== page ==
When I analyzed my running form during and after my marathon training, I noticed that when I strike the ground with my right foot, my right hip would dip a bit, causing my right knee to buckle slightly inward. That, in turn, caused my kneecap to move off-track, causing irritation and soreness.

3 Core Strength Needed

It seemed to me that I would get some real benefit from focusing on strengthening my core, glutes and thigh muscles to improve the tracking of my knee.

In June of 2017, I took the logical next step and joined a fitness centre: McMaster Innovation Park Fitness Facility, managed by the wonderful fitness trainer Maureen Graszat. I generally work out three times a week, focusing on fundamental movements and core strength: bicep curls, bent rows, squats, deadlifts, bench presses, shoulder presses, bench flyes, lunges, planks and so on.

As I've gradually gotten stronger, I have found that my knee no longer troubles me. In addition, my running economy and form have steadily improved: I find I can run farther and faster with less perceived effort.

4 High-Intensity Interval Training

As my knee has gotten stronger and more reliable, another change I've made to my running program is that once or twice a week I do a half-hour of high-intensity interval training (HIIT) on the dreadmill at the fitness centre.

HIIT involves ramping up to a level of aerobic intensity that repeatedly raises your heart rate up to 80-90 percent of your maximum heart rate (calculated as 220 minus your age) for a short time, then lowers the intensity for a short break before going back to the higher intensity.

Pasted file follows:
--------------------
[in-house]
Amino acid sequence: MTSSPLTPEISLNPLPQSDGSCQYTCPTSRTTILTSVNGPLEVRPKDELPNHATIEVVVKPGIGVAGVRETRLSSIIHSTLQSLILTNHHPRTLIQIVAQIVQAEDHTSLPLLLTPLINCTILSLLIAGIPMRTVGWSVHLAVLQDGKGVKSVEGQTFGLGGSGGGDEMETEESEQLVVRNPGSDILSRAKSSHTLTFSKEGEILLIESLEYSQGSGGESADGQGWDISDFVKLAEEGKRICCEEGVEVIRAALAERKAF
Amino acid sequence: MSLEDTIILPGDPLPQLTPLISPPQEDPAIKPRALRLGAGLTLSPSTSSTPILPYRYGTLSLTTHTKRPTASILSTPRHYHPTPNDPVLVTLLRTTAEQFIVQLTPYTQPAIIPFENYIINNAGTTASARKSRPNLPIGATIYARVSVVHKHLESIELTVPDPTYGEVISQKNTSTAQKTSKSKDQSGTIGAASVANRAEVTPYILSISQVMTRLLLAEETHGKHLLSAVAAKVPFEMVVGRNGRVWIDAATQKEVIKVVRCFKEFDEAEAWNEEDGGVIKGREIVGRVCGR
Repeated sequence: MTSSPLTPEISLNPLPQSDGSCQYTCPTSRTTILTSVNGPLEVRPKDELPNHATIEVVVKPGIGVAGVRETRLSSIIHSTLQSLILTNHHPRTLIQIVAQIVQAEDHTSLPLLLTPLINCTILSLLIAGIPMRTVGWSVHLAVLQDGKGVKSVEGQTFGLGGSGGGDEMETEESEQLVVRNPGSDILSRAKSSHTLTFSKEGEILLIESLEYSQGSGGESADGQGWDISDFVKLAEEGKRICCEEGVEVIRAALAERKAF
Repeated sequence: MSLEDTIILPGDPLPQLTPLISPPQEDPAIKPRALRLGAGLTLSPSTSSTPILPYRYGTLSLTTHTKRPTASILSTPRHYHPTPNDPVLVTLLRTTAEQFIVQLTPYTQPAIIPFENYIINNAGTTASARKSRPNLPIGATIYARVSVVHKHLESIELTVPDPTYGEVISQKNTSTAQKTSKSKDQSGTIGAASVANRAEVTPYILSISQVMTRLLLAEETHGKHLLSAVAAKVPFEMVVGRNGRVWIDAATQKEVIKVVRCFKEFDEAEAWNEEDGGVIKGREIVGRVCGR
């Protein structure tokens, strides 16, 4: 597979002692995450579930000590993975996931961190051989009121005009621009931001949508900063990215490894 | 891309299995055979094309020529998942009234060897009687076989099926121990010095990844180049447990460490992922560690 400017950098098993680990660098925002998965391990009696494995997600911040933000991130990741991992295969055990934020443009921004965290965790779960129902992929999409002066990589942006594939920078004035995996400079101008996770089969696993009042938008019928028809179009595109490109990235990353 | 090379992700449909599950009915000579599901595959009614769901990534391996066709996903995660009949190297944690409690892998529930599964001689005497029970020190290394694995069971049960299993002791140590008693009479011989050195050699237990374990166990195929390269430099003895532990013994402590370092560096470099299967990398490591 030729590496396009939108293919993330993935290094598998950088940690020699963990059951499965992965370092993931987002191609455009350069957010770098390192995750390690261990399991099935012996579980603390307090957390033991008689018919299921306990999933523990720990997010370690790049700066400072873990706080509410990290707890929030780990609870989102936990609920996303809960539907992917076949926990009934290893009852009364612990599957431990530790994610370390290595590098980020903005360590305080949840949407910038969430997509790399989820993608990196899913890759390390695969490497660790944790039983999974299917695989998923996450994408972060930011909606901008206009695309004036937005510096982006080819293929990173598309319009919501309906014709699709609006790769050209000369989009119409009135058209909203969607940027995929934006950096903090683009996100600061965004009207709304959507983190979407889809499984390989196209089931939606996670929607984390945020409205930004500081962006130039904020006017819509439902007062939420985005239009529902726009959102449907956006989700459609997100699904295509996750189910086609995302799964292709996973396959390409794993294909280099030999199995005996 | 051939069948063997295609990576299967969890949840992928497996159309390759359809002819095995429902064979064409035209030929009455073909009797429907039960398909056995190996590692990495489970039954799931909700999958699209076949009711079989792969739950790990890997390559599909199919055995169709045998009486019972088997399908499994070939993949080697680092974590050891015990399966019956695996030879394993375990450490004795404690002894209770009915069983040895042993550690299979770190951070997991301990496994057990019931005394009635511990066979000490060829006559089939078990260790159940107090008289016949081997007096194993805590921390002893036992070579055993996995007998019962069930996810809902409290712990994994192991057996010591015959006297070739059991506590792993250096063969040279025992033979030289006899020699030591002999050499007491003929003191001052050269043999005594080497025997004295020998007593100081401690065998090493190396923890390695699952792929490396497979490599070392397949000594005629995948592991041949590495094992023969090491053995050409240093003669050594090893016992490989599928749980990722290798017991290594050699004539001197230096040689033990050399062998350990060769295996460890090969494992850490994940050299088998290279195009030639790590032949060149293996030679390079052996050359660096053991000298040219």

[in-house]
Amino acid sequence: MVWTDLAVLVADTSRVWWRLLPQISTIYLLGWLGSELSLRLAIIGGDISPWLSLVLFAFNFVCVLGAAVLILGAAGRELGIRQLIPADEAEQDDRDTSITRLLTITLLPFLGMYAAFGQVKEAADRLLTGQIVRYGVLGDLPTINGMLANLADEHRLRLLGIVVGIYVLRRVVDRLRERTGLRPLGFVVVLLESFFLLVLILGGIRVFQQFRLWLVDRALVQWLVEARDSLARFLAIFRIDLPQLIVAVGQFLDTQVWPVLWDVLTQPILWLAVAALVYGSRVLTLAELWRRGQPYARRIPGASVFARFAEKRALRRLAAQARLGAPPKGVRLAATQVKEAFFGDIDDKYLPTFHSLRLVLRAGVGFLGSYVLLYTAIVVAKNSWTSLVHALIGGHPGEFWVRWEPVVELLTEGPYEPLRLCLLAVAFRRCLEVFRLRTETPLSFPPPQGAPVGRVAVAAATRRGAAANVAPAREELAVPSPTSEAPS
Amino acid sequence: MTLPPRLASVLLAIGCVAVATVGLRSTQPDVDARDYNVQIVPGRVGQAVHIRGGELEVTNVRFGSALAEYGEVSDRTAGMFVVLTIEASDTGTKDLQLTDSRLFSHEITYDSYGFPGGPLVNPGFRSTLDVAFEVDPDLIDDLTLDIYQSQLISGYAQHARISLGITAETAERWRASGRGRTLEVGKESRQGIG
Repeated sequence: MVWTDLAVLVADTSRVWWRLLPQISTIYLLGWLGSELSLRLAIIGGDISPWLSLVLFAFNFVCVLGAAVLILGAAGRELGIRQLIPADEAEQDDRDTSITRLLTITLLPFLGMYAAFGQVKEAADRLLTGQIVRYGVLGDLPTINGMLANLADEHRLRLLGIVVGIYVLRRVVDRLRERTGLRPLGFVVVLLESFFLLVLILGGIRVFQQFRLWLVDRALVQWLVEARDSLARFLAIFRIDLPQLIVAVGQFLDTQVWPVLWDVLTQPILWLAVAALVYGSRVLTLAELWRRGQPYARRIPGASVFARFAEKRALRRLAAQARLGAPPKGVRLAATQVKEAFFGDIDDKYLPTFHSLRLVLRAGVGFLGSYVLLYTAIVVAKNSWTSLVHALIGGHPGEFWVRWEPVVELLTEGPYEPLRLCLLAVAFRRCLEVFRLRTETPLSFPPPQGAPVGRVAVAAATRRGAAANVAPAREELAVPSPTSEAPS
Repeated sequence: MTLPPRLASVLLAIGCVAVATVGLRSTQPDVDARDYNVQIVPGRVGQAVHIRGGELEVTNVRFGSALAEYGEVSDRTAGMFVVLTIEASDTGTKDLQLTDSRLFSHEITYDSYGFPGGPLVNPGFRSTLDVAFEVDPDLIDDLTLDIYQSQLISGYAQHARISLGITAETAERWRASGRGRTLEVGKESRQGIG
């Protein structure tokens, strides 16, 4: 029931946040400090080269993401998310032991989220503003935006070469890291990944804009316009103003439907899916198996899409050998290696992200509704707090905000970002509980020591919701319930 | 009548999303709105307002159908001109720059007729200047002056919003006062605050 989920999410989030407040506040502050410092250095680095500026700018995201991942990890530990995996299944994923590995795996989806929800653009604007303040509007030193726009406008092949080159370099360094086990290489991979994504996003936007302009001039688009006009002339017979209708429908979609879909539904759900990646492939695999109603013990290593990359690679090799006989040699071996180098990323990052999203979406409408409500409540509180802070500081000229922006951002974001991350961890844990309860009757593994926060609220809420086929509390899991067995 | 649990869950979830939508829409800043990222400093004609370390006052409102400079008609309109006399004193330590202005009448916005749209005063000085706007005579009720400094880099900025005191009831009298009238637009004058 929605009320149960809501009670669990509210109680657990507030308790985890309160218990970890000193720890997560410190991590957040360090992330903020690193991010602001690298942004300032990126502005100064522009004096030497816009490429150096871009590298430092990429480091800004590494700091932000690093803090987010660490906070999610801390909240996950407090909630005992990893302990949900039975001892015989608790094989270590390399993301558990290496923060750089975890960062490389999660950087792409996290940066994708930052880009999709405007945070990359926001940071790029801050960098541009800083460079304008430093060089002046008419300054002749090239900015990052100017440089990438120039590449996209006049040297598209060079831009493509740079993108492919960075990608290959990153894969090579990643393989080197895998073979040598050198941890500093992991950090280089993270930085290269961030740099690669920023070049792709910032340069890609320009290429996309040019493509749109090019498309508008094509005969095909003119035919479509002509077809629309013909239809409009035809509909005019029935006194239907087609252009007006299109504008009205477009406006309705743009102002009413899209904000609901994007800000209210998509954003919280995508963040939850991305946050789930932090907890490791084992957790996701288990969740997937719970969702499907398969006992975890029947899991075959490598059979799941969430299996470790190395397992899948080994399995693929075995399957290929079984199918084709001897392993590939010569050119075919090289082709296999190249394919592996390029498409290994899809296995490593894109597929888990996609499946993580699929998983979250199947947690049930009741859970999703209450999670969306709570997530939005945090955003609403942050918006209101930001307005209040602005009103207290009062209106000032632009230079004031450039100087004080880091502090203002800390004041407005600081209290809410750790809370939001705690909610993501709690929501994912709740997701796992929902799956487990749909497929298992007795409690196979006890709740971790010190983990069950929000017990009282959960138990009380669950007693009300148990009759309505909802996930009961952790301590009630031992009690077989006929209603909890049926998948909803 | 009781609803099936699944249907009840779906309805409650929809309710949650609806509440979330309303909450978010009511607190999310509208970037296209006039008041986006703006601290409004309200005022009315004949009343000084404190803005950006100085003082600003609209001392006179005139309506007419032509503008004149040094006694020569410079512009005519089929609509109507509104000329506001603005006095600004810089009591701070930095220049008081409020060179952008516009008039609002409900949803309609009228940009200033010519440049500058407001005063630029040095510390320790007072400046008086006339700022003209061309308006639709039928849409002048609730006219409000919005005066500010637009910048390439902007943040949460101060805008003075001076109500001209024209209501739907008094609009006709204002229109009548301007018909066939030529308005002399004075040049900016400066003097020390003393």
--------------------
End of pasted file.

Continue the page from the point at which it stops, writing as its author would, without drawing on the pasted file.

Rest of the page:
My maximum heart rate is 220 - 45 = 185, so my HIIT target heart rate is in the 150 to 167 beats per minute range (80-90 percent of 185).

Here's a recent run in which I warmed up at around 11.25 km/h (7 mph), then alternated between bouts of 60 seconds at 14.5 km/h (9 mph) and 90 seconds at 12.5 km/h. You can see the oscillation in my heart rate in this chart from Fitbit:

Chart: heart rate during 30 minute HIIT on the dreadmill
Chart: heart rate during 30 minute HIIT on the dreadmill

An important measure of fitness is something called VO2 Max: it's the maximum rate at which your muscles can utilize oxygen while exercising. While the ultimate peak potential for your VO2 Max is determined by genetics, your performance within that potential range at any given point is largely a function of your fitness training, and HIIT is a highly effective way of increasing your fitness.

This stuff really matters: a higher VO2 Max predicts a lower risk of cardiovascular disease, all-risk mortality and specific mortality for certain types of cancer. And of course, a lower VO2 Max predicts a higher risk of all these things.

A higher VO2 Max also means running feels easier at any given pace, so there's a practical near-term benefit as well.

Fitbit calculates something that it calls a Cardio Fitness Level, which is a rough proxy for VO2 max. According to my profile, I have a Cardio Fitness Level of 46, which the app describes as "Very Good for men your age".

Still, knowing that there is an "Excellent" level beyond where I am today makes me feel a competitive drive to improve, hence my willingness to embrace HIIT.